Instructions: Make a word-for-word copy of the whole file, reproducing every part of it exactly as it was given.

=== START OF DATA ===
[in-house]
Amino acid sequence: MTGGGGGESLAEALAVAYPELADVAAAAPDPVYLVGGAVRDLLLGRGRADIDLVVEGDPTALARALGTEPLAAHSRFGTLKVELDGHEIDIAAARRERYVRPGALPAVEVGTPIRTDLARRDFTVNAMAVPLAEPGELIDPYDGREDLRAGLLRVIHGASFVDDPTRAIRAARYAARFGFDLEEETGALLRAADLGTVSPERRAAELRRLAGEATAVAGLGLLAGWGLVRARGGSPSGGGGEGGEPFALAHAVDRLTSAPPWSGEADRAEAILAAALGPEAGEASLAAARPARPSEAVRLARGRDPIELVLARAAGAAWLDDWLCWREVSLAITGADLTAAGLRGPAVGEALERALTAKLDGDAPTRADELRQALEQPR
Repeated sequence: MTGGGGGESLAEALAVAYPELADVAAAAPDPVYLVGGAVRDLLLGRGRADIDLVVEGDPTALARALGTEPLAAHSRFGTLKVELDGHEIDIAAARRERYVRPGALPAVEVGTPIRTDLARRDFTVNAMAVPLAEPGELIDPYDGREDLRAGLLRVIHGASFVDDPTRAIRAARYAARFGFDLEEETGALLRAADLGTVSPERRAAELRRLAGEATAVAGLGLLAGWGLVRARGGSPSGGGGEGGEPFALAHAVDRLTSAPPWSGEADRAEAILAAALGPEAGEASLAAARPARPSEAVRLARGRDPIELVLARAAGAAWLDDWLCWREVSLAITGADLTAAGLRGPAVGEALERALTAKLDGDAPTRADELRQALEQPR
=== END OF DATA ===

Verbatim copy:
[in-house]
Amino acid sequence: MTGGGGGESLAEALAVAYPELADVAAAAPDPVYLVGGAVRDLLLGRGRADIDLVVEGDPTALARALGTEPLAAHSRFGTLKVELDGHEIDIAAARRERYVRPGALPAVEVGTPIRTDLARRDFTVNAMAVPLAEPGELIDPYDGREDLRAGLLRVIHGASFVDDPTRAIRAARYAARFGFDLEEETGALLRAADLGTVSPERRAAELRRLAGEATAVAGLGLLAGWGLVRARGGSPSGGGGEGGEPFALAHAVDRLTSAPPWSGEADRAEAILAAALGPEAGEASLAAARPARPSEAVRLARGRDPIELVLARAAGAAWLDDWLCWREVSLAITGADLTAAGLRGPAVGEALERALTAKLDGDAPTRADELRQALEQPR
Repeated sequence: MTGGGGGESLAEALAVAYPELADVAAAAPDPVYLVGGAVRDLLLGRGRADIDLVVEGDPTALARALGTEPLAAHSRFGTLKVELDGHEIDIAAARRERYVRPGALPAVEVGTPIRTDLARRDFTVNAMAVPLAEPGELIDPYDGREDLRAGLLRVIHGASFVDDPTRAIRAARYAARFGFDLEEETGALLRAADLGTVSPERRAAELRRLAGEATAVAGLGLLAGWGLVRARGGSPSGGGGEGGEPFALAHAVDRLTSAPPWSGEADRAEAILAAALGPEAGEASLAAARPARPSEAVRLARGRDPIELVLARAAGAAWLDDWLCWREVSLAITGADLTAAGLRGPAVGEALERALTAKLDGDAPTRADELRQALEQPR